The total number of Apple devices sold will equal the number of Windows PCs by some point this year, predicts Asymco’s Horace Dediu in an interesting piece of analysis.

The dark shaded area compares all Apple hardware – Mac plus iPad plus iPhone – with Windows PCs, and shows that by last year there were only 1.18 more Windows PCs than Apple devices. It’s of course a somewhat artificial comparison, as Dediu is including iPhones while excluding Windows Phones and tablets, but given the very limited success of Windows mobile devices to date, correcting that wouldn’t change the patterns too much.

What’s particularly interesting here, as John Gruber notes, is that the dramatic reversal kicked in well before the launch of the iPhone. Dediu and Gruber between them put forward a number of theories for this, and of these I think three are likely key …

First, the iPod. Millions of people were introduced to an Apple product for the first time and fell in love with it. Suddenly, looking at a Mac made sense – if a company could make that good a job of a music player, what might its computer be like? This factor obviously increased dramatically after the launch of the iPhone, but was already well in evidence.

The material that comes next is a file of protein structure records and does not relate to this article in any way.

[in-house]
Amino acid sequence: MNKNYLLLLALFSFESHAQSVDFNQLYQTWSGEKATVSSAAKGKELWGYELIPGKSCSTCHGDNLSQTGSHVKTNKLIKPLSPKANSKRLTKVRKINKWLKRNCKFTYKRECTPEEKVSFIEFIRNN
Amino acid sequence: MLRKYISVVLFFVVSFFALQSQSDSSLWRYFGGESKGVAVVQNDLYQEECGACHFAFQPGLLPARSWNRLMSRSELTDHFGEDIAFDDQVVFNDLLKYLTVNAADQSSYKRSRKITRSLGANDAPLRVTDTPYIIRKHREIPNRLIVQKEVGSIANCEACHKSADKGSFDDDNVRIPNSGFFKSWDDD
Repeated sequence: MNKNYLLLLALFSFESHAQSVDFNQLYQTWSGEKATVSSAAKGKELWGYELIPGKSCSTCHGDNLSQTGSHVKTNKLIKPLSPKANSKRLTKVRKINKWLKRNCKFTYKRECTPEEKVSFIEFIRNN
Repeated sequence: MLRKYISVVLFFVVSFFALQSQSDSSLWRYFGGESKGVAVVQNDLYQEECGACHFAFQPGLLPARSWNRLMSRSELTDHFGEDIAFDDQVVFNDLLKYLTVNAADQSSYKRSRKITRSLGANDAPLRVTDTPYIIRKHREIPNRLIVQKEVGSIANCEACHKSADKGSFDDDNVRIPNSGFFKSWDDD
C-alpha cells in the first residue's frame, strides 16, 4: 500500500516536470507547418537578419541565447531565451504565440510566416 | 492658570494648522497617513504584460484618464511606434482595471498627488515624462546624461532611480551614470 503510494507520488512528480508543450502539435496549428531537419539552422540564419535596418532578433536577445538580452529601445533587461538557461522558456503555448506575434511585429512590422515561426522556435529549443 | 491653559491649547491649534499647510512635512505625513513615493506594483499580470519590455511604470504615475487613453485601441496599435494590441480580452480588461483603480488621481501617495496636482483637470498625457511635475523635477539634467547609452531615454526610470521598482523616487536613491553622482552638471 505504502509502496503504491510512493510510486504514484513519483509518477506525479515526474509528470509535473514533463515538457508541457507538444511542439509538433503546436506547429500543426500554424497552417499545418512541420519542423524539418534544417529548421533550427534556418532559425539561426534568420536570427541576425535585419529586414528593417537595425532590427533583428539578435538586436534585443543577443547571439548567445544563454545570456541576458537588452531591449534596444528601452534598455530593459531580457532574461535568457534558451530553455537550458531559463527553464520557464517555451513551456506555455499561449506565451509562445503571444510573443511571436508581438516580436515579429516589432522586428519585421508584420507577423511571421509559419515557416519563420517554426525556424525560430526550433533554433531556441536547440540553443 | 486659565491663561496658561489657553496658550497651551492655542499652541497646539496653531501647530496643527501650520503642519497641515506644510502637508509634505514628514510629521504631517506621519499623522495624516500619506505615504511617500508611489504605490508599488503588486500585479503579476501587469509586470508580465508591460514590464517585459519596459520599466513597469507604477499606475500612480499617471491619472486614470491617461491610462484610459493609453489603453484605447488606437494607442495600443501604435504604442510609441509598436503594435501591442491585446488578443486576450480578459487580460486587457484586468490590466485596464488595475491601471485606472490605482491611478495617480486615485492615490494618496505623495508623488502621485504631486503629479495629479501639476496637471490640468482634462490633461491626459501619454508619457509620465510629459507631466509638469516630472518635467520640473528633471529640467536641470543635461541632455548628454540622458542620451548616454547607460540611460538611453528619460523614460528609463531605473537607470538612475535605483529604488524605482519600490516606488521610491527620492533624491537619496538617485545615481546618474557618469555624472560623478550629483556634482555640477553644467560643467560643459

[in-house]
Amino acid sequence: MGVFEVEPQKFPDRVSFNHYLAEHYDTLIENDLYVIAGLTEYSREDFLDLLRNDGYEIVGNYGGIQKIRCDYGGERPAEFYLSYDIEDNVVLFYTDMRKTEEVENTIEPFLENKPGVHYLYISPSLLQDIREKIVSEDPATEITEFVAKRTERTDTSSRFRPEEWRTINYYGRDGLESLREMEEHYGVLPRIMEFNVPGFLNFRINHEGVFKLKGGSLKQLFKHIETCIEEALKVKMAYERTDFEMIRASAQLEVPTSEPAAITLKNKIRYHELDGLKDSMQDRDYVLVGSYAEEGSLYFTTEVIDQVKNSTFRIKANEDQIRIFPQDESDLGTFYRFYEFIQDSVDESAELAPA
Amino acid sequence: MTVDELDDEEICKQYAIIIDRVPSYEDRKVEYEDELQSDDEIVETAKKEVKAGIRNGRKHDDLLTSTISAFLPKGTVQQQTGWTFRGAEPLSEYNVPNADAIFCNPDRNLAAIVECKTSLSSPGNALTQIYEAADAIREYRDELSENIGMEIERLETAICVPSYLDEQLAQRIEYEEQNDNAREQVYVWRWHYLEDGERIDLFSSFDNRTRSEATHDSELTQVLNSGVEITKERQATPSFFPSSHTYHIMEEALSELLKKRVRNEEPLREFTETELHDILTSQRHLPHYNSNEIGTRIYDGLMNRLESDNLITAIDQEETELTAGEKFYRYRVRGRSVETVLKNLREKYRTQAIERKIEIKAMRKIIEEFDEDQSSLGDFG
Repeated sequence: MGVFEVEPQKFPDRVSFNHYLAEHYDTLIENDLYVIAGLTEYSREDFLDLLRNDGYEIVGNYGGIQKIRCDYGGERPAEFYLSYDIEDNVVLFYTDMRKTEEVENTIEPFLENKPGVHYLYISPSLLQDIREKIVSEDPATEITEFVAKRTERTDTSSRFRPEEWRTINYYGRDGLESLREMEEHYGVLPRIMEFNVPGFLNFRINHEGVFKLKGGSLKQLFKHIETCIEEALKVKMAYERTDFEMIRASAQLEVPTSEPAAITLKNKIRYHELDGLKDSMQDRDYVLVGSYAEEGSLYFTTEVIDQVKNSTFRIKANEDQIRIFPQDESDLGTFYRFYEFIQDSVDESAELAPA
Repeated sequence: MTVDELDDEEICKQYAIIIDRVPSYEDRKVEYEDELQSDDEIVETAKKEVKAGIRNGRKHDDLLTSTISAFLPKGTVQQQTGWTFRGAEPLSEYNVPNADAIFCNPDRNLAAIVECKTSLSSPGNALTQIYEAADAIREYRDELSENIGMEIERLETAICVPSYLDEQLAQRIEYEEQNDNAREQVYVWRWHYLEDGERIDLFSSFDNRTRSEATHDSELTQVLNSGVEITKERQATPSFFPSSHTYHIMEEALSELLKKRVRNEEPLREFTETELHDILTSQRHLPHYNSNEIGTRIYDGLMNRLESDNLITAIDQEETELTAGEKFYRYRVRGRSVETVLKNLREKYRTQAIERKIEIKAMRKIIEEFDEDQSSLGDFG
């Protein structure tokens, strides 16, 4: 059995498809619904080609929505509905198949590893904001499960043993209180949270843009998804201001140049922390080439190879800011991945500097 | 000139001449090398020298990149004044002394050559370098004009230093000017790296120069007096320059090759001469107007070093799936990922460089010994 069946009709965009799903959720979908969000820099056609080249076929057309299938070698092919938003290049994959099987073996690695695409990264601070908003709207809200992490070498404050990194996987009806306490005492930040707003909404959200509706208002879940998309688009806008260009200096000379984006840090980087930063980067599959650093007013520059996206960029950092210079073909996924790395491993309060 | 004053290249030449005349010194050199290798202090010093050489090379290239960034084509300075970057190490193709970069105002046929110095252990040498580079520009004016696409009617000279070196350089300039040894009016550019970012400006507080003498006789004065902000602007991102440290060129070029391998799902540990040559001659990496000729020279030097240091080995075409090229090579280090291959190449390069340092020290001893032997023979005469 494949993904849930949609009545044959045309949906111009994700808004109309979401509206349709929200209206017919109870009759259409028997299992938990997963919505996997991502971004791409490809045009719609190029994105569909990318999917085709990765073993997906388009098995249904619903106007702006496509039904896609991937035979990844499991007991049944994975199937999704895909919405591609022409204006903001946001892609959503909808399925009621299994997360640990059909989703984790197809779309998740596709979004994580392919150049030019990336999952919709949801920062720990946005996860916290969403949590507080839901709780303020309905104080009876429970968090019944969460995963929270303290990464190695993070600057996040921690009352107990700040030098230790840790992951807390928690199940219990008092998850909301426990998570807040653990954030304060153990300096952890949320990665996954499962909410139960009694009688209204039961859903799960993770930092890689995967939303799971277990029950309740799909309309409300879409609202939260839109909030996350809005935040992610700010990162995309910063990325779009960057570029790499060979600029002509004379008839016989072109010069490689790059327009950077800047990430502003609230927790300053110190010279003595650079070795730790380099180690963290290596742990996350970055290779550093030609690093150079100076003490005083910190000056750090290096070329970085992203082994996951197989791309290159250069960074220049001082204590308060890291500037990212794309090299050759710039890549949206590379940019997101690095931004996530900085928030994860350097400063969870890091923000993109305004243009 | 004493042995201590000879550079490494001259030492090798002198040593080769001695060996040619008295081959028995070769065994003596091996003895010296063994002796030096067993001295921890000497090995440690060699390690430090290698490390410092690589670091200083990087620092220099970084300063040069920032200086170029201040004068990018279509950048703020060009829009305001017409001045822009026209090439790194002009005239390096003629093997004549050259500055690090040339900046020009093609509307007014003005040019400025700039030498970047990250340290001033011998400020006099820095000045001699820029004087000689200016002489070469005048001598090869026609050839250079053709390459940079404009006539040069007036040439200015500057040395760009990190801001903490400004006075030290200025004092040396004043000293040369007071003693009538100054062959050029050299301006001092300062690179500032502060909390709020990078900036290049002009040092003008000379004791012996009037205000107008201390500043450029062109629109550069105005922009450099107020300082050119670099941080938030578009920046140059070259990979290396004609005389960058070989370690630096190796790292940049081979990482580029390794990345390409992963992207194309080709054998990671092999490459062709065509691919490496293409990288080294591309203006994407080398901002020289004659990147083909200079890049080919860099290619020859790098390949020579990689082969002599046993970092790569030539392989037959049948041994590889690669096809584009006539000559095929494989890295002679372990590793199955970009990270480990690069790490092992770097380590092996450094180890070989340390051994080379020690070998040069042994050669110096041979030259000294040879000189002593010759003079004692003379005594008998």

Second, having looked at Macs and liked what they saw, the barriers to switching were lower than they had ever been before. If accessing the Internet is the main thing you do with your PC, there’s not much new to learn when it comes to doing the same thing on a Mac.

Third, consumers stopped following the cues of business – which was overwhelmingly using Windows machines at the time – and started feeling able to make their own decisions, as laptops in particular started being seen as accessible consumer devices. Once they felt able to choose for themselves, many chose Macs.

Removing mobile devices from the equation changes the numbers, but not the trend. Peak Windows was back in 2004, where the ratio of Windows PCs to Macs was 56:1. By last year, that ratio had fallen to just 18.8:1. While there was a temporary blip in the Windows vs Mac graph around 2011-12, likely sparked by the emergence of some very sleek Windows ultrabooks, the Windows lead once more appears to be resuming its downward path.